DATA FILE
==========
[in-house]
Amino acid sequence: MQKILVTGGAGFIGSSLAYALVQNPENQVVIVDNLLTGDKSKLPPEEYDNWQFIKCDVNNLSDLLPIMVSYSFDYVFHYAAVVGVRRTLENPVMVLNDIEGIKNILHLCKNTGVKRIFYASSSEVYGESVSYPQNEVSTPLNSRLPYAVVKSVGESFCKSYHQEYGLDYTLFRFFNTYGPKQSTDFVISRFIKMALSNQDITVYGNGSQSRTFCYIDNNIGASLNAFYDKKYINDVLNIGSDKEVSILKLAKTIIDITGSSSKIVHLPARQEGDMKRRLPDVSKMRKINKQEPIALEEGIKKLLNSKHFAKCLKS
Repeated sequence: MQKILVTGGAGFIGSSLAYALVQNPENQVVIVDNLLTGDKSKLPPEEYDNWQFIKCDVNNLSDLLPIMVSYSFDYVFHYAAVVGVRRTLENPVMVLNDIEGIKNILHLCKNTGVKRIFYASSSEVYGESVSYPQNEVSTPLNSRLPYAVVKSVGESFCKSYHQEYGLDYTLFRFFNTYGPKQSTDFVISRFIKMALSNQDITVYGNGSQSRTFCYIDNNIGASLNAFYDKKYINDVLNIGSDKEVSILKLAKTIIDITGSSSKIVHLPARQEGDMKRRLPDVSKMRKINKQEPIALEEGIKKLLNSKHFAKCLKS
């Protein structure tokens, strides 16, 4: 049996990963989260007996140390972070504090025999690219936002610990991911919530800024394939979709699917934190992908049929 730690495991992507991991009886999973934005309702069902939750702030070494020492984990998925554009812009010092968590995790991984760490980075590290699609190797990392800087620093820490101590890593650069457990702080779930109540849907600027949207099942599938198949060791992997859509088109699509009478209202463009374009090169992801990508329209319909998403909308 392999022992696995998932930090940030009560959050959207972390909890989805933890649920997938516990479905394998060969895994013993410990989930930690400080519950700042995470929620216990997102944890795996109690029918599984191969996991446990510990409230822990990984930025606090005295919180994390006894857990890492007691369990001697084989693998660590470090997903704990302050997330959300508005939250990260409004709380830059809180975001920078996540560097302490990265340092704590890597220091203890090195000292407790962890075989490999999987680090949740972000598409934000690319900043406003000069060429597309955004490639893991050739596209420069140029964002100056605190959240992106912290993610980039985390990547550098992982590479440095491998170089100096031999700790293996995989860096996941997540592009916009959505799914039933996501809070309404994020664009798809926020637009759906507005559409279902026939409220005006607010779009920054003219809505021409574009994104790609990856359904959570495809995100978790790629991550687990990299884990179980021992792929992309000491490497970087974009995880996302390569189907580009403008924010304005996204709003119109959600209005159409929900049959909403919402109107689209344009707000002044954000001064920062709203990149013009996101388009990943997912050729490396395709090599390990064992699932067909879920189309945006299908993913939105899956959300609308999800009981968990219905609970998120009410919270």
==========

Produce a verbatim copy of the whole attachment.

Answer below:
[in-house]
Amino acid sequence: MQKILVTGGAGFIGSSLAYALVQNPENQVVIVDNLLTGDKSKLPPEEYDNWQFIKCDVNNLSDLLPIMVSYSFDYVFHYAAVVGVRRTLENPVMVLNDIEGIKNILHLCKNTGVKRIFYASSSEVYGESVSYPQNEVSTPLNSRLPYAVVKSVGESFCKSYHQEYGLDYTLFRFFNTYGPKQSTDFVISRFIKMALSNQDITVYGNGSQSRTFCYIDNNIGASLNAFYDKKYINDVLNIGSDKEVSILKLAKTIIDITGSSSKIVHLPARQEGDMKRRLPDVSKMRKINKQEPIALEEGIKKLLNSKHFAKCLKS
Repeated sequence: MQKILVTGGAGFIGSSLAYALVQNPENQVVIVDNLLTGDKSKLPPEEYDNWQFIKCDVNNLSDLLPIMVSYSFDYVFHYAAVVGVRRTLENPVMVLNDIEGIKNILHLCKNTGVKRIFYASSSEVYGESVSYPQNEVSTPLNSRLPYAVVKSVGESFCKSYHQEYGLDYTLFRFFNTYGPKQSTDFVISRFIKMALSNQDITVYGNGSQSRTFCYIDNNIGASLNAFYDKKYINDVLNIGSDKEVSILKLAKTIIDITGSSSKIVHLPARQEGDMKRRLPDVSKMRKINKQEPIALEEGIKKLLNSKHFAKCLKS
């Protein structure tokens, strides 16, 4: 049996990963989260007996140390972070504090025999690219936002610990991911919530800024394939979709699917934190992908049929 730690495991992507991991009886999973934005309702069902939750702030070494020492984990998925554009812009010092968590995790991984760490980075590290699609190797990392800087620093820490101590890593650069457990702080779930109540849907600027949207099942599938198949060791992997859509088109699509009478209202463009374009090169992801990508329209319909998403909308 392999022992696995998932930090940030009560959050959207972390909890989805933890649920997938516990479905394998060969895994013993410990989930930690400080519950700042995470929620216990997102944890795996109690029918599984191969996991446990510990409230822990990984930025606090005295919180994390006894857990890492007691369990001697084989693998660590470090997903704990302050997330959300508005939250990260409004709380830059809180975001920078996540560097302490990265340092704590890597220091203890090195000292407790962890075989490999999987680090949740972000598409934000690319900043406003000069060429597309955004490639893991050739596209420069140029964002100056605190959240992106912290993610980039985390990547550098992982590479440095491998170089100096031999700790293996995989860096996941997540592009916009959505799914039933996501809070309404994020664009798809926020637009759906507005559409279902026939409220005006607010779009920054003219809505021409574009994104790609990856359904959570495809995100978790790629991550687990990299884990179980021992792929992309000491490497970087974009995880996302390569189907580009403008924010304005996204709003119109959600209005159409929900049959909403919402109107689209344009707000002044954000001064920062709203990149013009996101388009990943997912050729490396395709090599390990064992699932067909879920189309945006299908993913939105899956959300609308999800009981968990219905609970998120009410919270």